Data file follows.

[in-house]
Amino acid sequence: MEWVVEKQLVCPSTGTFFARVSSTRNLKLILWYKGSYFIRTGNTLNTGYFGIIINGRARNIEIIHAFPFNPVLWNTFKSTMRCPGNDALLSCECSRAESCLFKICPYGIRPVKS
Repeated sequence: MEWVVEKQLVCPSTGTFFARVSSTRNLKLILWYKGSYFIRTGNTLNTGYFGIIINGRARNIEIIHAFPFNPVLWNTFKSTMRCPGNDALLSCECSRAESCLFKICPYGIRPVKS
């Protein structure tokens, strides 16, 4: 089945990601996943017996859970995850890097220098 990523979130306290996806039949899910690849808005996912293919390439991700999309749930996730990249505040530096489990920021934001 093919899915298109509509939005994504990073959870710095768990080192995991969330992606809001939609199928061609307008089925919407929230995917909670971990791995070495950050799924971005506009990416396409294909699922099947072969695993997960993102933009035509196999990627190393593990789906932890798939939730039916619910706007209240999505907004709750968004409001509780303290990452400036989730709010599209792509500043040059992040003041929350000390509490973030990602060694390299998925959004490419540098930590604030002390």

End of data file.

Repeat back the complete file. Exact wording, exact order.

[in-house]
Amino acid sequence: MEWVVEKQLVCPSTGTFFARVSSTRNLKLILWYKGSYFIRTGNTLNTGYFGIIINGRARNIEIIHAFPFNPVLWNTFKSTMRCPGNDALLSCECSRAESCLFKICPYGIRPVKS
Repeated sequence: MEWVVEKQLVCPSTGTFFARVSSTRNLKLILWYKGSYFIRTGNTLNTGYFGIIINGRARNIEIIHAFPFNPVLWNTFKSTMRCPGNDALLSCECSRAESCLFKICPYGIRPVKS
């Protein structure tokens, strides 16, 4: 089945990601996943017996859970995850890097220098 990523979130306290996806039949899910690849808005996912293919390439991700999309749930996730990249505040530096489990920021934001 093919899915298109509509939005994504990073959870710095768990080192995991969330992606809001939609199928061609307008089925919407929230995917909670971990791995070495950050799924971005506009990416396409294909699922099947072969695993997960993102933009035509196999990627190393593990789906932890798939939730039916619910706007209240999505907004709750968004409001509780303290990452400036989730709010599209792509500043040059992040003041929350000390509490973030990602060694390299998925959004490419540098930590604030002390």